A closer look at McLaren's 570S sports car
McLaren’s 570S heralded the start of a new model line for the British manufacturer, one that begins at a far more reasonable price point than the one offered up by its lightning-quick 650S. Gizmag got an up-close look at the new 570S, before sitting down with McLaren’s Asia-Pacific Director David McIntyre for a chat about the brand’s move "downmarket."
The 570S is powered by a detuned version of the 3.8-liter, turbocharged V8 engine that also powers the 650S and the new 675LT. With an output of 562 hp (419 kW), the engine comfortably usurps those of its nearest rivals: the Porsche 911 Turbo’s six-cylinder engine only manages 520 hp (387 kW), while the new Audi R8 V10 only creates 531 hp (396 kW).
The 570S is fundamentally similar to its more expensive stablemates in a number of ways. At the center of its chassis is McLaren’s carbon fiber MonoCell, which creates an incredibly strong and safe backbone. The carbon tub that underpins the 570S is slightly different to the one that features in McLaren’s Super Series, with lower side sills as a concession to everyday usability.
Although we’re yet to shoehorn ourselves into a 650S to test the theory, the 570S’ cabin is certainly easier to get into than a P1’s.
Because the MonoCell is so strong and light, McLaren is able to set the car up to be compliant and usable everyday without sacrificing performance. David McIntyre says the 570S is designed to be lively and exciting, but also comfortable and reasonably practical.
"The suspension has been tuned so the car feels more lively – it should be that this car is about enjoyment," McIntyre said. "Ultimately a 650 [S] is going to be faster, but this is going to give you more feeling, more excitement."
This more engaging feel will, according to McIntyre, come from a whole range of different areas.
"It’s really the suspension, steering, sound, feeling of being in the cabin – everything together really," he told us. "This is designed to be an involving car. Whereas the 650S is about ultimate performance, getting tenths of a second on a track, this is about enjoying it."
Driving experience aside, McLaren is likely to sell plenty of 570S’ purely based on its looks. There’s no mistaking it for anything other than a McLaren – the aggressive front splitter and headlamps carry the same shape as those of the 650S, while the broad rear end’s diffuser and taillights have clearly been inspired by its big-brother P1.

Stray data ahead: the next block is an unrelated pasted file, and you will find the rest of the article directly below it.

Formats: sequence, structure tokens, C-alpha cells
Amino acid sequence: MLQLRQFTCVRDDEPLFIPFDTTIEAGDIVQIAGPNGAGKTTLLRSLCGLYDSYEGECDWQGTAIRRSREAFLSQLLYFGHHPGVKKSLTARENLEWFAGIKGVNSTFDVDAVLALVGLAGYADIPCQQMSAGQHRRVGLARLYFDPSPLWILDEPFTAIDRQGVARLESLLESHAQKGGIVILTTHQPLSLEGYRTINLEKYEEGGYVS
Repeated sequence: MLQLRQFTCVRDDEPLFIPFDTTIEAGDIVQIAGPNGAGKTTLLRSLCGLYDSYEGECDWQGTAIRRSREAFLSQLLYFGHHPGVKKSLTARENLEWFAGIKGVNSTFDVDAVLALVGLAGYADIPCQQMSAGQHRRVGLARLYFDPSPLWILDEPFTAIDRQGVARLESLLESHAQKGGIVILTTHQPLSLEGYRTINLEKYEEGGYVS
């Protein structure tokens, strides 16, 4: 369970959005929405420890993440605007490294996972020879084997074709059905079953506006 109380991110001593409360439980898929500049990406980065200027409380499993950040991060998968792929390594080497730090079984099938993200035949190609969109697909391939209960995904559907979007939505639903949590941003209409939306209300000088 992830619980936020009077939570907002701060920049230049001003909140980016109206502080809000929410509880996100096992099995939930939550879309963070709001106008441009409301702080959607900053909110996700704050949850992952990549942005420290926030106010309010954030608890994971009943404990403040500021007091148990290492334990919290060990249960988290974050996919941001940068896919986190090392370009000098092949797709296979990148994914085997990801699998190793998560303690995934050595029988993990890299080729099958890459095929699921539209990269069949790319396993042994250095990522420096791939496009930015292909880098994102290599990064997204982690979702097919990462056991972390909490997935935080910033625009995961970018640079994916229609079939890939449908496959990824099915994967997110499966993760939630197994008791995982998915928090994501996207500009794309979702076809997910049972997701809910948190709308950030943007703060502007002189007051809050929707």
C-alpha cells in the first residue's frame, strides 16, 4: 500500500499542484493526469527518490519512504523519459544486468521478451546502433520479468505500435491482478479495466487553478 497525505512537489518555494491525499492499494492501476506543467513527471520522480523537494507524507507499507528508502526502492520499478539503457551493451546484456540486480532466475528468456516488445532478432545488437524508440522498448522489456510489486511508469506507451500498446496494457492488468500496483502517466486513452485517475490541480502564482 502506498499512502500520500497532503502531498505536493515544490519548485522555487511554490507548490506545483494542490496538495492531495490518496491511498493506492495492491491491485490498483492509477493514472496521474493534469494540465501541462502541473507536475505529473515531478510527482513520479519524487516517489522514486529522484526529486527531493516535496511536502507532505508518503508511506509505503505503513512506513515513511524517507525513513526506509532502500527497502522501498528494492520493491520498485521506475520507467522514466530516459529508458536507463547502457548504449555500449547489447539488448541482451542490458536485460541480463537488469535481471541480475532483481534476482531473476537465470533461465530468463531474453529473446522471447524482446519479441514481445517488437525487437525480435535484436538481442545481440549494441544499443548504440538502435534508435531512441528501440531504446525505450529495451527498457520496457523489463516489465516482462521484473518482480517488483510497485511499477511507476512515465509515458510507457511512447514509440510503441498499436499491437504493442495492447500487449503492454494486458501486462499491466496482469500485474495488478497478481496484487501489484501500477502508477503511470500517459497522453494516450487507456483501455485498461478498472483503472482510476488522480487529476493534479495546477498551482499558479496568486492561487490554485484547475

The side of the car is where McLaren’s stylists have done their best work. The piece of bodywork that runs from behind the front wheelarch is called a "tendon," and is gives the car’s styling an extra degree of depth and detail that is unmatched by any of its rivals.
Once you’re inside, the cabin has a rather special feel. The quality of all the materials is absolutely top notch, and the all of things the driver touches feel beautifully crafted. The leather on the seats and dashboard is soft and neatly stitched, and the cabin is logically laid out.
Nowhere is McLaren’s attention to detail more apparent than when you look at the beautifully sculpted column stalks, which would look at home in an art gallery.
From behind the wheel, the driver looks at a simple steering wheel with paddles that fall easily to hand. A new LCD readout, which adapts based on the drive mode selected, provides a wealth of information to the driver.
It’s this level of detail that McLaren hopes will draw buyers away from the staid Germans.
McIntyre says the 570S is aimed at "people who have Porsche Turbos and things like that, but it’s also people who've got a Carrera GTS, but they didn’t buy the Turbo because it’s still a 911. It’s people who’ve got an Audi R8 4.2 [V8], but didn’t buy the V10 or the V10 Plus because it’s still an R8.”
For most people, the thought of an Audi R8 not being special enough is an odd concept. But in the world of supercars, the McLaren's extra level of styling flair and favorable badge has to make a difference.
Couple that with the fact that the 570S shares its technology with significantly more expensive cars, and McLaren might well be onto a winner.